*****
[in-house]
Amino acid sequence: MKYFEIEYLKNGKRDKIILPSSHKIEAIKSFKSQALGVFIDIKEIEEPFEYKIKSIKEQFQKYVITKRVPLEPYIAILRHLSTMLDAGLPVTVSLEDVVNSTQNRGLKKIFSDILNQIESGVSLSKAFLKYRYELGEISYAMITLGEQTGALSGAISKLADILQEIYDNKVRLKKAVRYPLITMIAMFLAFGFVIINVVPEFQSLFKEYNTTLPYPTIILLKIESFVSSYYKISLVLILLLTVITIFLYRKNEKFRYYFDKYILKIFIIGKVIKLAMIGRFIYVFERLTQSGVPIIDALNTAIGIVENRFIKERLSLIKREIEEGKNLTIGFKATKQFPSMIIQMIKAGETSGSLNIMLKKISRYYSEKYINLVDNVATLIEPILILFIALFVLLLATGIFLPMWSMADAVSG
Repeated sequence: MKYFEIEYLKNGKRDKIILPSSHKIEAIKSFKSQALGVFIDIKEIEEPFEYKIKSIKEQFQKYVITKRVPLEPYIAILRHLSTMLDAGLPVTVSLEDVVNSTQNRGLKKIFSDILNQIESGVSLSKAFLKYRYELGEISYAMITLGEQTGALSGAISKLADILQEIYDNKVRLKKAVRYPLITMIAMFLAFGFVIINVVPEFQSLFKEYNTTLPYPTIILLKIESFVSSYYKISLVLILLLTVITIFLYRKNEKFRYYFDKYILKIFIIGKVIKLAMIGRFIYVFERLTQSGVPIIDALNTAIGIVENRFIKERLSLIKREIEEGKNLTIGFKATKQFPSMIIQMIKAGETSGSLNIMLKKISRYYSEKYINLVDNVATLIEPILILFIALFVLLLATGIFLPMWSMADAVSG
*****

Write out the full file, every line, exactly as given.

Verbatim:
[in-house]
Amino acid sequence: MKYFEIEYLKNGKRDKIILPSSHKIEAIKSFKSQALGVFIDIKEIEEPFEYKIKSIKEQFQKYVITKRVPLEPYIAILRHLSTMLDAGLPVTVSLEDVVNSTQNRGLKKIFSDILNQIESGVSLSKAFLKYRYELGEISYAMITLGEQTGALSGAISKLADILQEIYDNKVRLKKAVRYPLITMIAMFLAFGFVIINVVPEFQSLFKEYNTTLPYPTIILLKIESFVSSYYKISLVLILLLTVITIFLYRKNEKFRYYFDKYILKIFIIGKVIKLAMIGRFIYVFERLTQSGVPIIDALNTAIGIVENRFIKERLSLIKREIEEGKNLTIGFKATKQFPSMIIQMIKAGETSGSLNIMLKKISRYYSEKYINLVDNVATLIEPILILFIALFVLLLATGIFLPMWSMADAVSG
Repeated sequence: MKYFEIEYLKNGKRDKIILPSSHKIEAIKSFKSQALGVFIDIKEIEEPFEYKIKSIKEQFQKYVITKRVPLEPYIAILRHLSTMLDAGLPVTVSLEDVVNSTQNRGLKKIFSDILNQIESGVSLSKAFLKYRYELGEISYAMITLGEQTGALSGAISKLADILQEIYDNKVRLKKAVRYPLITMIAMFLAFGFVIINVVPEFQSLFKEYNTTLPYPTIILLKIESFVSSYYKISLVLILLLTVITIFLYRKNEKFRYYFDKYILKIFIIGKVIKLAMIGRFIYVFERLTQSGVPIIDALNTAIGIVENRFIKERLSLIKREIEEGKNLTIGFKATKQFPSMIIQMIKAGETSGSLNIMLKKISRYYSEKYINLVDNVATLIEPILILFIALFVLLLATGIFLPMWSMADAVSG